Debt binge reversal

Over the last 3 years, I’ve seen many explanations for our on-going economic malaise.

One of the worst–and most popular–is the greed of bankers.  This is wonderful stuff for those who believe in Marx’s class struggle, but it fails when confronted with the facts.  What?  Did bankers suddenly become greedy in 2006?  I don’t think so!  No, they were greedy all along and were simply reaping increasing rewards from a poorly designed system until the balloon popped.  They may have ridden the wave with aplomb, but they didn’t create it.

Is it the fault of the rich?  This is another popular target for Marxists.  People love to blame whoever emerges unscathed from a tight spot.  These blamers are the same folks who held the Jews responsible for the Black Death.  According to such rocket scientists, anyone who doesn’t perish must be the cause.  They pay little attention to cause and effect, like the fact that Jewish hygiene prevented them from getting the plague as much.  Such accusers just love to blame, blame, blame.  No, the rich didn’t cause the crisis.  They may have been smart enough to go into the crisis prepared, or may have ridden the wave with skill like the bankers, but they weren’t the cause.

Perhaps the fault lies with immigration, some say.  Yes, in the greatest country on earth, absolutely filled to the gills with immigrants, some morons think immigration is to blame.  If we hadn’t opened up our borders to Mexicans and Islamic terrorists–they seem to say–we’d all be in the Garden of Eden right now.  People who get someplace first always seem to say stuff like this, but it never holds up to the facts.  If immigration were to blame, this country would have been stillborn in 1600.  On the contrary, one element likely to help solve our problem, as is the case in Japan and Europe, is more, not less, immigration.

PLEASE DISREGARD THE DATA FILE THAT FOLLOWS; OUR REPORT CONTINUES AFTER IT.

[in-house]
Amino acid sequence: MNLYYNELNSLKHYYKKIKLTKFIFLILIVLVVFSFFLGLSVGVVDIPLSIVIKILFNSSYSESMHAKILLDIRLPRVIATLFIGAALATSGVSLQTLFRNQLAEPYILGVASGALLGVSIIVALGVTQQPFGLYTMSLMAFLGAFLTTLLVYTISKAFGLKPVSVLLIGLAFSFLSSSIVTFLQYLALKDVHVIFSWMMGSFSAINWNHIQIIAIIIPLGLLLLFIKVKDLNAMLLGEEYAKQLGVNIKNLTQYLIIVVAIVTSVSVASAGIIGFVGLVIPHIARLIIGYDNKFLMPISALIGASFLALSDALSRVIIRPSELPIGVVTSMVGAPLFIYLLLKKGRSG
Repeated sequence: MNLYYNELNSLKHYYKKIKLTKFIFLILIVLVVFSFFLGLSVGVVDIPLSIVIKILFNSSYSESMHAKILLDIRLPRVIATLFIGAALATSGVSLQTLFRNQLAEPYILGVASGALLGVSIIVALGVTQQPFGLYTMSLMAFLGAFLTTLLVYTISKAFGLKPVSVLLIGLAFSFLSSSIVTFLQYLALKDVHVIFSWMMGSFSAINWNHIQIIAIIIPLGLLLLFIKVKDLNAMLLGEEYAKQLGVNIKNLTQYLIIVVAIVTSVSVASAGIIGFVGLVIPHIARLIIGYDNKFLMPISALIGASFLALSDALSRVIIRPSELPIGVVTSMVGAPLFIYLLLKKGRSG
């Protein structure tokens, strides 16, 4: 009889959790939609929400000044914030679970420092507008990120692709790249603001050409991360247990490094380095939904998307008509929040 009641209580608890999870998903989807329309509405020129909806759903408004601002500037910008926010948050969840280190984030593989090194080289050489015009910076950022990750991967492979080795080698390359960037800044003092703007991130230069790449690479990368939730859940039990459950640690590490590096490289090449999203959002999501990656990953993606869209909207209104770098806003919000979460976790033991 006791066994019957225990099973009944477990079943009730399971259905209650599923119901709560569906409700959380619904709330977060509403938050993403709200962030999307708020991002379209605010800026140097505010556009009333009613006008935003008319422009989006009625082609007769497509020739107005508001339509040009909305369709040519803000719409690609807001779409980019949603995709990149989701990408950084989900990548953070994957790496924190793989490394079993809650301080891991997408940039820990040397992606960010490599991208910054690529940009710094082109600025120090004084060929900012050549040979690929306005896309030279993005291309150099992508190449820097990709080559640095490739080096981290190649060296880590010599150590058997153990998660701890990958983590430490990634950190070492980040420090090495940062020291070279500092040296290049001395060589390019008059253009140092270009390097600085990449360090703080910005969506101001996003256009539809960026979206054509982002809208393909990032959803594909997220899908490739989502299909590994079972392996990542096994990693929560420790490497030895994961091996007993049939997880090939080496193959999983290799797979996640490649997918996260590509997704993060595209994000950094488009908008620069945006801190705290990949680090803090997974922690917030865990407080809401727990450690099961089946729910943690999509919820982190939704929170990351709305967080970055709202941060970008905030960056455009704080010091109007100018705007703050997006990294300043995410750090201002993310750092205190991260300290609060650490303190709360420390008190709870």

Okay Mr. Smarty Pants, if it wasn’t bankers, the rich or immigrants, what was it?  I may take a lot of flak for saying this, but the fault, dear readers, lies not in our stars, but in ourselves.  The wave we rode from boom to bust was debt.  It wasn’t just individuals, or private companies, or local, state and federal governments, it was all three.  We did this to ourselves with too much debt. 

Instead of saving to buy stuff, we borrowed to spend today.  We did it collectively.  A democracy only requires 51% of the vote, but we had a stronger majority than that.  Only a very small minority–minute really–said you can’t spend what you don’t have without consequences.  Voters spoke, and politicians listened.  Then, we spent and promised money we didn’t have.  We borrowed from those who had saved.  Now, we’re in deep doo-doo (sorry for the highly technical use of economic jargon).

When you’re digging yourself a hole, the first step to getting out is to stop digging.  But, to do that, you need to recognize that you’re digging a hole and stop digging.  Pointing fingers at other people will not solve the problem.  It has to start with a recognition of each of our role in the problem. 

We decided to promise benefits we couldn’t possibly pay for.  We decided to borrow money to pay for goodies today–whether vacations, or gadgets, or homes, or whatever–instead of saving up to pay with cash.  We decided to spend all the money we made and then some, and now that a rainy day has come along, we’re dreadfully unprepared. 

We did this to ourselves–our wonderful democracy shot itself in the foot! 

Now, we need to cut spending and save more, but no one wants to look in the mirror and admit that fact.  Even now, we don’t want to give up our promises or reduce our spending.  Even with the mathematical facts staring us in the face, we still want to have our cake and it it, too. 

We won’t get to.  And, putting off that day of reckoning just makes getting out of the hole harder and harder as each day goes by.  It’s time to stop blaming someone else, and recognize we did this to ourselves.  Only then will our debt binge be reversed and our future prosperity assured.

Nothing in this blog should be considered investment, financial, tax, or legal advice. The opinions, estimates and projections contained herein are subject to change without notice. Information throughout this blog has been obtained from sources believed to be accurate and reliable, but such accuracy cannot be guaranteed.

Debt binge reversal